BRITAIN lags behind most of Europe when it comes to the proportion of engineers who are women, a report has revealed.

Fewer than one in four engineers (22 per cent – just over 15,800 engineering graduates annually) in the UK are women (22 per cent), according to the research.

The UK ranked only 22nd in gender parity out of the 34 European countries considered in the analysis, which had an average of 28 per cent of engineers who are female. The most comprehensive study of its kind, bringing together figures from 99 countries, showed Sweden tops the new Engineering Index, which ranks countries by their engineering strength.

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The UK ranked only 14th, but above the United States.

However, the UK’s percentage of female engineers is far lower than other developed countries, with Myanmar, Tunisia and Honduras leading the world in gender parity in the sector.

Figures from the World Bank show the UK’s gross domestic product (GDP) per capita was £27,100 in 2013.

But the new research suggests that if the UK ranked first in the Engineering Index, GDP per capita would have increased by 10 per cent to £29,900.

The global study by the Centre for Economics and Business Research (Cebr), to mark a gathering of engineering and international development leaders in London, shows a strong positive link between engineering strength and economic development.

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The report, commissioned by the Royal Academy of Engineering, also featured the first Engineering Index.

Sweden, Denmark and the Netherlands top the list – scoring well due to high employment in engineering, high average engineering wages, and good quality engineering infrastructure.

The UK ranks 14th in the Engineering Index thanks, in part, to the high annual salary commanded by UK engineers.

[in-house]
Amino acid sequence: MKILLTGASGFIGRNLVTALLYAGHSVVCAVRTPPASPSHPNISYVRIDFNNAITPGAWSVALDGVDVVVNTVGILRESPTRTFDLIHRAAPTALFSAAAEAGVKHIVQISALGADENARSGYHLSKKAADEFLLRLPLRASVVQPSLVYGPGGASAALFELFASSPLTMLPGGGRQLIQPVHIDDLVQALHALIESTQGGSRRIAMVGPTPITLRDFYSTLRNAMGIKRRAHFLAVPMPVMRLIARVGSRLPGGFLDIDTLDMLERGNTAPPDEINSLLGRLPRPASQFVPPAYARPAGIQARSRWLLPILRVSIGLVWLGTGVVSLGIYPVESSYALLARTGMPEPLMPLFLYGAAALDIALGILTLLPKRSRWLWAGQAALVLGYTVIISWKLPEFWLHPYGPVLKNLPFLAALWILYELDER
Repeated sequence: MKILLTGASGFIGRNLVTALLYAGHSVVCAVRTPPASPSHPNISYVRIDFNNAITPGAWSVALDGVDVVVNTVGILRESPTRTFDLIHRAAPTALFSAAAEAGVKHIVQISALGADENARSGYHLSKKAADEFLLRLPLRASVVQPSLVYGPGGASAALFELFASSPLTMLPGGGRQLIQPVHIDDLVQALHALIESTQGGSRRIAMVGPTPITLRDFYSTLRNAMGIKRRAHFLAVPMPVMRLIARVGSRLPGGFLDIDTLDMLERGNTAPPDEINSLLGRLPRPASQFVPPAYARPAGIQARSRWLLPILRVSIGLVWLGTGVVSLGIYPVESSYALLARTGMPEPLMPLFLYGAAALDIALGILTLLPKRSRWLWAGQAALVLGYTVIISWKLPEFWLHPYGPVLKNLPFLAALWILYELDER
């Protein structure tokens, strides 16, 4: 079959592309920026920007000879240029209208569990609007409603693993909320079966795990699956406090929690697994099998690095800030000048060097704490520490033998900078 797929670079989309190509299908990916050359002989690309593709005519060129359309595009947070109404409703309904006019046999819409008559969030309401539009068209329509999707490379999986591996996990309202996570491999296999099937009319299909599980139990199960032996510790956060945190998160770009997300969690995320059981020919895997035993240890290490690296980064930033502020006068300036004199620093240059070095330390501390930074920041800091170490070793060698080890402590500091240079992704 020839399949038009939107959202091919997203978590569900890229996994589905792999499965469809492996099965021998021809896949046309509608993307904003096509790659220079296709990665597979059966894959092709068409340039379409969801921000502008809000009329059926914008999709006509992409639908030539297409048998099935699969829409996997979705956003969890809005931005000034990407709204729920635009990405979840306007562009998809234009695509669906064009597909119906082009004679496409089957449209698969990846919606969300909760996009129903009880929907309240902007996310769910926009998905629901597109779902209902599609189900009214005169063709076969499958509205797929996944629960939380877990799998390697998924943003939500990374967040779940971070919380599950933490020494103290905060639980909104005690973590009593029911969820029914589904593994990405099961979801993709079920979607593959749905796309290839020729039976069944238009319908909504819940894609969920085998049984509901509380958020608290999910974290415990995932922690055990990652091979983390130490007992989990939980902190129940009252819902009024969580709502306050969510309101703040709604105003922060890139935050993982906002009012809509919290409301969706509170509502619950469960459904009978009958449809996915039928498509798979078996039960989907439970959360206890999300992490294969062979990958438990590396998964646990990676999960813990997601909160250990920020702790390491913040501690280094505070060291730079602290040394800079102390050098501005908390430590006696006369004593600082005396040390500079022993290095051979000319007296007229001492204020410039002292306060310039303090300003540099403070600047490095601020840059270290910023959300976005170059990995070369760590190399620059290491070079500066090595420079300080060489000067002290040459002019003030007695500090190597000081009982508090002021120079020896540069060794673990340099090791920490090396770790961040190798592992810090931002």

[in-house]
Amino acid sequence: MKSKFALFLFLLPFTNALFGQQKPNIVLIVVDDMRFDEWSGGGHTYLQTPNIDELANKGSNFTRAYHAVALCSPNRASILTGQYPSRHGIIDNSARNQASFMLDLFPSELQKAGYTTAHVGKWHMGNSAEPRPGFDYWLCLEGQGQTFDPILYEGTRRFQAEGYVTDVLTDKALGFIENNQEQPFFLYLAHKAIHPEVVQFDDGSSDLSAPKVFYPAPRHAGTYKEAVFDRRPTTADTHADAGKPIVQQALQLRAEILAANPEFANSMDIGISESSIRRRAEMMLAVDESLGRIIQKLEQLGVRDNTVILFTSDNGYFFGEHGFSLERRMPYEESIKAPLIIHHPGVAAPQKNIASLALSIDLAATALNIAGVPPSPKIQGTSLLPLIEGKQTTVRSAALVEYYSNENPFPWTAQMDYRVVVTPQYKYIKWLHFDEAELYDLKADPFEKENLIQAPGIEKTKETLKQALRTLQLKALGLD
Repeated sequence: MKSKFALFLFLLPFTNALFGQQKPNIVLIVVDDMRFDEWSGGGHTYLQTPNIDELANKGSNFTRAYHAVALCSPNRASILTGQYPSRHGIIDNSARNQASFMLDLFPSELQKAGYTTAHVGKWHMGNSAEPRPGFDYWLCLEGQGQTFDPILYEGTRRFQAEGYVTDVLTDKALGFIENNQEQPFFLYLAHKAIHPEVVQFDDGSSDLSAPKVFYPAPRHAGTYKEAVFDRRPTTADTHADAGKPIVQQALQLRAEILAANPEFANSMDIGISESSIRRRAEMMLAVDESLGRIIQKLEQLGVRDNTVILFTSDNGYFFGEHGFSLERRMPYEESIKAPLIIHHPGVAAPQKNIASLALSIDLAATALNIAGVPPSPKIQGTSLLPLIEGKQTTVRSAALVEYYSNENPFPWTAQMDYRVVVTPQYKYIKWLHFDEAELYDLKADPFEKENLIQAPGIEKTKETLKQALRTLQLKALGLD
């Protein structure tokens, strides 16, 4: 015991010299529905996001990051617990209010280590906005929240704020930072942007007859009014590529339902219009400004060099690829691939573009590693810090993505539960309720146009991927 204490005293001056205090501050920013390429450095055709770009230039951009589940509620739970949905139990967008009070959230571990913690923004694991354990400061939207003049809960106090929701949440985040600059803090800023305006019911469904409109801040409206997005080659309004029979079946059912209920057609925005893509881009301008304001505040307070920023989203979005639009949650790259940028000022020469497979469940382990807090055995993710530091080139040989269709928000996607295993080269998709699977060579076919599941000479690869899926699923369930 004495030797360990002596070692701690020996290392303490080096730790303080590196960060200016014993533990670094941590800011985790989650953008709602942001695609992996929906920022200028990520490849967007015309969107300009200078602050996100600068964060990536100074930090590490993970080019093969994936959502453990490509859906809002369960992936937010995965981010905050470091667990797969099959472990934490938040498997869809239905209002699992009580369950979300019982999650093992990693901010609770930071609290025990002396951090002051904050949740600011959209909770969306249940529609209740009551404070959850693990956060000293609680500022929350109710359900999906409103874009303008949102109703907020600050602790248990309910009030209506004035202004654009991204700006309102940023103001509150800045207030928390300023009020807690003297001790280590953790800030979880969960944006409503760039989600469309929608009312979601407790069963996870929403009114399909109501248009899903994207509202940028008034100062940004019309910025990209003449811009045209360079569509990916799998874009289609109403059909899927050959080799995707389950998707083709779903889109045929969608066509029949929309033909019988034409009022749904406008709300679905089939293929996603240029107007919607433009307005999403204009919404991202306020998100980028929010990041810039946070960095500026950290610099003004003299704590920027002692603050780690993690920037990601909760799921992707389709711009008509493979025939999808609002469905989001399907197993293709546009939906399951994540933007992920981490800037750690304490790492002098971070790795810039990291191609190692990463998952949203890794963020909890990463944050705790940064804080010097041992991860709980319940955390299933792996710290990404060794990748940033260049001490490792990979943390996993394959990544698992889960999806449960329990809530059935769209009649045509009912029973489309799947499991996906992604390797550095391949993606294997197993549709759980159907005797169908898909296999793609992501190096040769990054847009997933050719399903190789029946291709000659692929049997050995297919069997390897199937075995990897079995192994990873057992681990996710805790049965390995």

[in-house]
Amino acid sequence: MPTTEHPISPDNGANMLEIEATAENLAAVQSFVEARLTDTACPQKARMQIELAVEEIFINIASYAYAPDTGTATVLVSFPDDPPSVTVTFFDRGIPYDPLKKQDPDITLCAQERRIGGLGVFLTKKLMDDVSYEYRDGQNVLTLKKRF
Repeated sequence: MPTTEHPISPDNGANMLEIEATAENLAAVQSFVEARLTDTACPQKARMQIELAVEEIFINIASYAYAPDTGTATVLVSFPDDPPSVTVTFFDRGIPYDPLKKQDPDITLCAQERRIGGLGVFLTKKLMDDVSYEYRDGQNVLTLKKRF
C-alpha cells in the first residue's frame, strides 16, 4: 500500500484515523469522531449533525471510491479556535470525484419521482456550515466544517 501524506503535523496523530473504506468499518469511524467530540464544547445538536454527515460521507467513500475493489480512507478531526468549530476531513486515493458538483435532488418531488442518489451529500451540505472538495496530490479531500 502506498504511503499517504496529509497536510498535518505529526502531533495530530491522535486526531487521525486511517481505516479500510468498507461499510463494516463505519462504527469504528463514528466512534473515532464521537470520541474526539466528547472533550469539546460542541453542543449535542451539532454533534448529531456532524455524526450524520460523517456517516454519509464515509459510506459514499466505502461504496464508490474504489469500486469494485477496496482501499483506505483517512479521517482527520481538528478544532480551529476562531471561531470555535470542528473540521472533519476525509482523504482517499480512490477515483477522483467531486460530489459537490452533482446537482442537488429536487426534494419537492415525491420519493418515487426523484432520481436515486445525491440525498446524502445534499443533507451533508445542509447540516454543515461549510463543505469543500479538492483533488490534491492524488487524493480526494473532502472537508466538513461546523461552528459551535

Britain also outperforms almost all other nations with the quality of its educational institutions – with nine university engineering departments making the UK Times Higher Educ- ation University Rankings top 100 list.

But the size of the engineering workforce in the UK also compares poorly to other countries, with latest figures indicating engineers represent just 0.7 per cent of the UK population.

David Whitaker, managing economist at Cebr, said: “This is the first time a global study has looked holistically at the value of engineering and its role in economic development.

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“The Engineering Index pulls together data from 99 countries to comprehensively map engineering today: its workforce, output, graduates, the quality of infrastructure and research, and where its impacts are most-needed.”

Dr Hayaatun Sillem, deputy chief executive and director of strategy at the Royal Academy of Engineering, said: “Engineers have historically played an important role in driving economic and social development, and continue to do so, by designing and delivering systems that facilitate education and healthcare, enhance quality of life, and help to eliminate global poverty.

“For the first time, this report shows there is a direct link between engineering capability and economic development across the world.”